3. Nick Estes (Lakota), Assistant Professor of American Studies, Univ. of New Mexico, Co-Founder The Red Nation
  4. Christina Heatherton, Assistant Professor of American Studies, Barnard College; Co-Director of the Racial Capitalism Working Group, Center for the Study of Social Difference, Columbia University
  5. Manu Karuka, Assistant Professor of American Studies, Barnard College; Co-Director of the Racial Capitalism Working Group, Center for the Study of Social Difference, Columbia University
  6. Vijay Prashad, Director, Tricontinental: Institute for Social Research
  7. Melanie Yazzie (Diné), Assistant Professor of Native American Studies and American Studies, University of New Mexico, Co-Founder of The Red Nation

Firmantes:

  1. Samia Assed, Palestinian-American Human Rights Activist and Organizer, Board of Directors of The Women’s March
  2. Medea Benjamin, Co-Founder, Code Pink
  3. Bruno Bosteels, Professor of Latin America and Ibertian Cultures and the Institute for Comparative Literature and Society, Columbia University
  4. Glen Coulthard, (Yellowknives Dene) Associate Professor in the First Nations and Indigenous Studies Program and the Departments of Political Science, University of British Columbia
  5. Andrew Curley (Diné), Department of Geography, University of North Carolina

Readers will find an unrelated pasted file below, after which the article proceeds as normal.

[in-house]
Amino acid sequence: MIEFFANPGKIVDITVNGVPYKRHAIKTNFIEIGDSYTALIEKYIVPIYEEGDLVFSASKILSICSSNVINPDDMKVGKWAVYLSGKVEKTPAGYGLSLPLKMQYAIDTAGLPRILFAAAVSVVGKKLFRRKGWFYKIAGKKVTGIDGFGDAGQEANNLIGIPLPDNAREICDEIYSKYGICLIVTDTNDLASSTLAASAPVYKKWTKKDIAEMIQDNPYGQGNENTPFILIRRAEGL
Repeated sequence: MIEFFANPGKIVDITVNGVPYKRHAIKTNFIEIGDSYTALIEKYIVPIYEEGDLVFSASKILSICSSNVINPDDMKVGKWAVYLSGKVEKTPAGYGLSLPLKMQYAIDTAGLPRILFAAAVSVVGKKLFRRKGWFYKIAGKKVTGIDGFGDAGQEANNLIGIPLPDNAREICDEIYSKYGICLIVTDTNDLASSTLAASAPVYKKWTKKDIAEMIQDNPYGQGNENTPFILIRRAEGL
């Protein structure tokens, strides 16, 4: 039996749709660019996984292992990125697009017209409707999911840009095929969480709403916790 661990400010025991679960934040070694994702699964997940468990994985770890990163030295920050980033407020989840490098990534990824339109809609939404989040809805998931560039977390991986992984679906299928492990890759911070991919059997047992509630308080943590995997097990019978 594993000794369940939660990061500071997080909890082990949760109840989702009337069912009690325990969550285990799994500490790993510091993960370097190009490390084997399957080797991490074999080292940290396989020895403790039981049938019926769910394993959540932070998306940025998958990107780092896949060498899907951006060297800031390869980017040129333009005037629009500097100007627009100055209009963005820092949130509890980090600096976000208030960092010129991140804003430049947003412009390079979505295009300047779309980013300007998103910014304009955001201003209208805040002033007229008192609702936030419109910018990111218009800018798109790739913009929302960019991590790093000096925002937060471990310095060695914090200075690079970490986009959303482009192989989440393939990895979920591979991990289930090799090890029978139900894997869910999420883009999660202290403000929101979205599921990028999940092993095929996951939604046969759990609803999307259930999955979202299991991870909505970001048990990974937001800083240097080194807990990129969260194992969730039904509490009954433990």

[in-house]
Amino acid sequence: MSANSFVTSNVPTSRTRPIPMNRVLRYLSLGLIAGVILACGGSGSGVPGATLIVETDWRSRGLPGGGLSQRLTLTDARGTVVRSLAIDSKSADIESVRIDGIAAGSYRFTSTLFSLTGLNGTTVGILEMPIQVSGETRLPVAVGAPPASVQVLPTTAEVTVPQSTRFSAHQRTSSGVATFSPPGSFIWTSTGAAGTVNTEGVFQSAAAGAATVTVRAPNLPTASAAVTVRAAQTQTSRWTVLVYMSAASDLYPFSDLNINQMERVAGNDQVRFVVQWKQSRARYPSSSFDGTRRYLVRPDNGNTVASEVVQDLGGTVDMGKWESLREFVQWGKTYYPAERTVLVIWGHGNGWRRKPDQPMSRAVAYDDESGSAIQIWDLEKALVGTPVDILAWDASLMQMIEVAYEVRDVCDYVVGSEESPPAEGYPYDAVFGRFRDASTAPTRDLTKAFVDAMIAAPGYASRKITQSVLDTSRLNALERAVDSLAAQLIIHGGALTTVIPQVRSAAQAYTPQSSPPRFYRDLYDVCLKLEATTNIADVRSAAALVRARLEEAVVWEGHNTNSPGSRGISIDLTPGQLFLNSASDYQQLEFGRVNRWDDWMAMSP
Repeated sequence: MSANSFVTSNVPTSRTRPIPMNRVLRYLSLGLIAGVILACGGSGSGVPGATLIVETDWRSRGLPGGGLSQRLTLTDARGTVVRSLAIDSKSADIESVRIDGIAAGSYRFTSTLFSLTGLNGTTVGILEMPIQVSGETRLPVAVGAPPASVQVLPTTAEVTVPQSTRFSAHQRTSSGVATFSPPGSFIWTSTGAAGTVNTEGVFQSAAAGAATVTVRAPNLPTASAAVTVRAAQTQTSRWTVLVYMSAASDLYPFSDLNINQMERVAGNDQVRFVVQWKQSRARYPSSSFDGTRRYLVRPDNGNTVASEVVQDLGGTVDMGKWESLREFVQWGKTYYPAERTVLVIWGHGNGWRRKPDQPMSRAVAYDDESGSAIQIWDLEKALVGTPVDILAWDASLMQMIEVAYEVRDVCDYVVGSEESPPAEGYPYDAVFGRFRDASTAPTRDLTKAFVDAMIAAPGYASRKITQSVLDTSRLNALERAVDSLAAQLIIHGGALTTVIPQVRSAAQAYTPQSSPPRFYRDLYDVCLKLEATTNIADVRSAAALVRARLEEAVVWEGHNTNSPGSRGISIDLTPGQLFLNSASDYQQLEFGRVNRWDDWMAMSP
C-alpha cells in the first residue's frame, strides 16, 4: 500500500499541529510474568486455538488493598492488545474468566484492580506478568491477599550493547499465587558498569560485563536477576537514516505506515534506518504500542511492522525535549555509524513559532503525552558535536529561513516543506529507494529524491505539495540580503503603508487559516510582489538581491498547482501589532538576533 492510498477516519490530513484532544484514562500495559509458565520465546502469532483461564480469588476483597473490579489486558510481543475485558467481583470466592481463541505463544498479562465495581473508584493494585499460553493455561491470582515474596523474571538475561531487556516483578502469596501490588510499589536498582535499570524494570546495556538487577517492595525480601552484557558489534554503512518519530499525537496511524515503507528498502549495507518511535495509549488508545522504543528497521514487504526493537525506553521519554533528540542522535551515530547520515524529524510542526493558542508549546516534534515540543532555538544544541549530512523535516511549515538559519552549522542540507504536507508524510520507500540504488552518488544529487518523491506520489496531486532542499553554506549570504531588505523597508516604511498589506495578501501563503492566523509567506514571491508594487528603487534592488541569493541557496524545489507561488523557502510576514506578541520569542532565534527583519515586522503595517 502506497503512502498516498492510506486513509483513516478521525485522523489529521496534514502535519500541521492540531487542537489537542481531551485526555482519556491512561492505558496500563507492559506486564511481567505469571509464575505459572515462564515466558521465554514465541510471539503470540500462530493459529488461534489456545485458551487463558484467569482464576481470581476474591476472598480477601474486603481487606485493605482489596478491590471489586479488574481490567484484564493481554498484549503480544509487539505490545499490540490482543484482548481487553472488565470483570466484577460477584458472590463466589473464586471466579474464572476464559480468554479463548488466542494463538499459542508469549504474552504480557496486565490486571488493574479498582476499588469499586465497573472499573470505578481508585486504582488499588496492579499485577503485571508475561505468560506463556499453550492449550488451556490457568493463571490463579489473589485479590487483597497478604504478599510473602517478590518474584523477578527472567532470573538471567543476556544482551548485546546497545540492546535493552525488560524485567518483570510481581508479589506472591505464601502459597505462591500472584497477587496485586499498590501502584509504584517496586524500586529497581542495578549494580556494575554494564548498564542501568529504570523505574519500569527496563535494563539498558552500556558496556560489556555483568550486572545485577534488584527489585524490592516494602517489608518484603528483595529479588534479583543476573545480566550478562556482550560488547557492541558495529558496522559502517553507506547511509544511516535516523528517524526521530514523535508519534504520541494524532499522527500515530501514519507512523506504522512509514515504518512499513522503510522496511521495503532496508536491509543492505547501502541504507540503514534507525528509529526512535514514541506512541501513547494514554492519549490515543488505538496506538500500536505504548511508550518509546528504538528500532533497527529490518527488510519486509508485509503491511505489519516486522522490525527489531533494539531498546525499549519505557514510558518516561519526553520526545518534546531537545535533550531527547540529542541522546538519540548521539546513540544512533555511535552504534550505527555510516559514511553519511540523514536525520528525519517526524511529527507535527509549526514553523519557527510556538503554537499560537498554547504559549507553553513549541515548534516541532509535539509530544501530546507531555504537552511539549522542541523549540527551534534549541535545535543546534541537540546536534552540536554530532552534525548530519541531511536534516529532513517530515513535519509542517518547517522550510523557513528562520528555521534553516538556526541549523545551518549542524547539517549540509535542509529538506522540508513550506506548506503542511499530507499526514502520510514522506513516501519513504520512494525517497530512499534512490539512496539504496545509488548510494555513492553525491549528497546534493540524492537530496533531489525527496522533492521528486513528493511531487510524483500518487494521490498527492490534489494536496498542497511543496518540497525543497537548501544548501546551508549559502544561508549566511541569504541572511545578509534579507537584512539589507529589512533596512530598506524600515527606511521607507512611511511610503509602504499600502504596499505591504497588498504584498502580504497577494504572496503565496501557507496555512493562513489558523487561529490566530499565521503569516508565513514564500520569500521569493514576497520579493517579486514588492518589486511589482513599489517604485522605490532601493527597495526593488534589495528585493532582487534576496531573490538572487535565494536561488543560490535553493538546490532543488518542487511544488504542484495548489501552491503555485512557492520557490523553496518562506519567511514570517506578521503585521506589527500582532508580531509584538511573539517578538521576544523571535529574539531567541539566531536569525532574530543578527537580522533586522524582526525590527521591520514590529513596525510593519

6. Jennifer Nez Denetdale (Diné), Professor of American Studies, University of New Mexico
  7. Jaskiran Dhillon, Associate Professor, Global Studies and Anthropology, The New School
  8. Roxanne Dunbar-Ortiz, author of An Indigenous People’s History of the United States
  9. Jodie Evans, Co-Founder and Co-Director, Code Pink
  10. Ramon Grosfoguel, Department of Ethnic Studies, University of California, Berkeley
  11. Sandy Grande (Quechua), Professor of Education and Director Center for the Critical Study of Race and Ethnicity, Connecticut College
  12. Sarah Jaffe, author and journalist
  13. Robin D. G. Kelley, Professor, Department of African American Studies, Distinguished Professor of History & Gary B. Nash Endowed Chair in United States History, UCLA
  14. Winona LaDuke (White Earth Ojibwe), Program Director of Honor the Earth
  15. Thea N. Riofrancos, Assistant Professor of Political Science, Providence College
  16. Boots Riley, Filmmaker
  17. Linda Sarsour, Palestinian-American Activist and Co-Founder of The Women’s March
  18. Audra Simpson (Mohawk), Professor of Anthropology, Columbia University
  19. Keeanga-Yamahtta Taylor, author of From #BlackLivesMatter to Black Liberation